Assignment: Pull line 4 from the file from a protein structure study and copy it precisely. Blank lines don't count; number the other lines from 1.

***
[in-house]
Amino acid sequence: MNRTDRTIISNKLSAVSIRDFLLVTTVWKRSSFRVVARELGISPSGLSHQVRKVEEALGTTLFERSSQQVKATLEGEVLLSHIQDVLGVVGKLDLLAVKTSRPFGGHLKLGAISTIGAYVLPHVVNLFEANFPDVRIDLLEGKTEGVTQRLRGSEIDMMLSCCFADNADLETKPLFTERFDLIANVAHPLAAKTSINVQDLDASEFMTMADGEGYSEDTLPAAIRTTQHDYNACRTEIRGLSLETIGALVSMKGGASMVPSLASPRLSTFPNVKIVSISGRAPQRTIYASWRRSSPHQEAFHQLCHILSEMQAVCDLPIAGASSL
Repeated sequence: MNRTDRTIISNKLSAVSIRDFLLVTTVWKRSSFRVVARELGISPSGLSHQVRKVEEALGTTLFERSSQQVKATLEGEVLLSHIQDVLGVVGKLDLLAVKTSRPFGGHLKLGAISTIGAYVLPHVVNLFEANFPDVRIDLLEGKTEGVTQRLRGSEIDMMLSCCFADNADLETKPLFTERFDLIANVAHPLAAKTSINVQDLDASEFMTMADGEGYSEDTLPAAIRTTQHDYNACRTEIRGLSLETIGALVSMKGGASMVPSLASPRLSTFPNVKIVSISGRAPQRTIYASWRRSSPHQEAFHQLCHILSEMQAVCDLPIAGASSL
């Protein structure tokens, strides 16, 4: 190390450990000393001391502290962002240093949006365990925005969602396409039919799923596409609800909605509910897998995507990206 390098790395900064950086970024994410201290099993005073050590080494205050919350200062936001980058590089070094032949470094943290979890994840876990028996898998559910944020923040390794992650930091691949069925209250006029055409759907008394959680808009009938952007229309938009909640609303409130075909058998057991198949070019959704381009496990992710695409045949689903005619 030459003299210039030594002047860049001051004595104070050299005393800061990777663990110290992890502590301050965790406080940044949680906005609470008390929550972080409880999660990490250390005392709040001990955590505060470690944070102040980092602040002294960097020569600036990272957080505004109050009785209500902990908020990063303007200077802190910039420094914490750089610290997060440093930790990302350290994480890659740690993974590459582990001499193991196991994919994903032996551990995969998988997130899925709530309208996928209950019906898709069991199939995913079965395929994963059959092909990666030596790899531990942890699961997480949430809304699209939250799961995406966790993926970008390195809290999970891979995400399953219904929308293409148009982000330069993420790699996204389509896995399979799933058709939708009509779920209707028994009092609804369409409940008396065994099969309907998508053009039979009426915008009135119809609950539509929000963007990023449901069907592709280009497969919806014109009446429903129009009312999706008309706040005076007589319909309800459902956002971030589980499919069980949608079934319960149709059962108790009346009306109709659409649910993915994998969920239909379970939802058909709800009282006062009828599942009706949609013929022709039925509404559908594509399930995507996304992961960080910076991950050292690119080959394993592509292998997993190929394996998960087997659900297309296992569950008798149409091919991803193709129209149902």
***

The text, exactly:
């Protein structure tokens, strides 16, 4: 190390450990000393001391502290962002240093949006365990925005969602396409039919799923596409609800909605509910897998995507990206 390098790395900064950086970024994410201290099993005073050590080494205050919350200062936001980058590089070094032949470094943290979890994840876990028996898998559910944020923040390794992650930091691949069925209250006029055409759907008394959680808009009938952007229309938009909640609303409130075909058998057991198949070019959704381009496990992710695409045949689903005619 030459003299210039030594002047860049001051004595104070050299005393800061990777663990110290992890502590301050965790406080940044949680906005609470008390929550972080409880999660990490250390005392709040001990955590505060470690944070102040980092602040002294960097020569600036990272957080505004109050009785209500902990908020990063303007200077802190910039420094914490750089610290997060440093930790990302350290994480890659740690993974590459582990001499193991196991994919994903032996551990995969998988997130899925709530309208996928209950019906898709069991199939995913079965395929994963059959092909990666030596790899531990942890699961997480949430809304699209939250799961995406966790993926970008390195809290999970891979995400399953219904929308293409148009982000330069993420790699996204389509896995399979799933058709939708009509779920209707028994009092609804369409409940008396065994099969309907998508053009039979009426915008009135119809609950539509929000963007990023449901069907592709280009497969919806014109009446429903129009009312999706008309706040005076007589319909309800459902956002971030589980499919069980949608079934319960149709059962108790009346009306109709659409649910993915994998969920239909379970939802058909709800009282006062009828599942009706949609013929022709039925509404559908594509399930995507996304992961960080910076991950050292690119080959394993592509292998997993190929394996998960087997659900297309296992569950008798149409091919991803193709129209149902």